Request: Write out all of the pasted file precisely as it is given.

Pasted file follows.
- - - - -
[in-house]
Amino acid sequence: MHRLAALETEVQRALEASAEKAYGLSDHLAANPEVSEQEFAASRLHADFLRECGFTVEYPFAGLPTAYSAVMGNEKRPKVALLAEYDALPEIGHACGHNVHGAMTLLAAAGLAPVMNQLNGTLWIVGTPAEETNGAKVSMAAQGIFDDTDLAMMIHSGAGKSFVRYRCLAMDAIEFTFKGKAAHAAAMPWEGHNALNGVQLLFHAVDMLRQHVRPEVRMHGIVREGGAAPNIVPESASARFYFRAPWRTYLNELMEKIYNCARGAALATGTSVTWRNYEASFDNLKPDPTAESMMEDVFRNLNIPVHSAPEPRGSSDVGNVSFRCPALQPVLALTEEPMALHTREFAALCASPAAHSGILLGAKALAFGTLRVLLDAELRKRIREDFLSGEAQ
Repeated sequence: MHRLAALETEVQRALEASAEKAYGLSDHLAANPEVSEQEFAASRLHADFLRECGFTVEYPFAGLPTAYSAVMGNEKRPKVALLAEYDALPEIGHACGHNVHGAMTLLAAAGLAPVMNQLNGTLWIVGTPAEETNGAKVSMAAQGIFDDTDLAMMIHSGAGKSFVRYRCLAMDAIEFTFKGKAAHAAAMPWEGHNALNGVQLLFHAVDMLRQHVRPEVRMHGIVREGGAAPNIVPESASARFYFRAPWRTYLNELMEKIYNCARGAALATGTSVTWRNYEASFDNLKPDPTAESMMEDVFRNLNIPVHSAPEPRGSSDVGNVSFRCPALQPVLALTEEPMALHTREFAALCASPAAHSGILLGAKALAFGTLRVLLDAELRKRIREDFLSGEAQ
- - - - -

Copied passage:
[in-house]
Amino acid sequence: MHRLAALETEVQRALEASAEKAYGLSDHLAANPEVSEQEFAASRLHADFLRECGFTVEYPFAGLPTAYSAVMGNEKRPKVALLAEYDALPEIGHACGHNVHGAMTLLAAAGLAPVMNQLNGTLWIVGTPAEETNGAKVSMAAQGIFDDTDLAMMIHSGAGKSFVRYRCLAMDAIEFTFKGKAAHAAAMPWEGHNALNGVQLLFHAVDMLRQHVRPEVRMHGIVREGGAAPNIVPESASARFYFRAPWRTYLNELMEKIYNCARGAALATGTSVTWRNYEASFDNLKPDPTAESMMEDVFRNLNIPVHSAPEPRGSSDVGNVSFRCPALQPVLALTEEPMALHTREFAALCASPAAHSGILLGAKALAFGTLRVLLDAELRKRIREDFLSGEAQ
Repeated sequence: MHRLAALETEVQRALEASAEKAYGLSDHLAANPEVSEQEFAASRLHADFLRECGFTVEYPFAGLPTAYSAVMGNEKRPKVALLAEYDALPEIGHACGHNVHGAMTLLAAAGLAPVMNQLNGTLWIVGTPAEETNGAKVSMAAQGIFDDTDLAMMIHSGAGKSFVRYRCLAMDAIEFTFKGKAAHAAAMPWEGHNALNGVQLLFHAVDMLRQHVRPEVRMHGIVREGGAAPNIVPESASARFYFRAPWRTYLNELMEKIYNCARGAALATGTSVTWRNYEASFDNLKPDPTAESMMEDVFRNLNIPVHSAPEPRGSSDVGNVSFRCPALQPVLALTEEPMALHTREFAALCASPAAHSGILLGAKALAFGTLRVLLDAELRKRIREDFLSGEAQ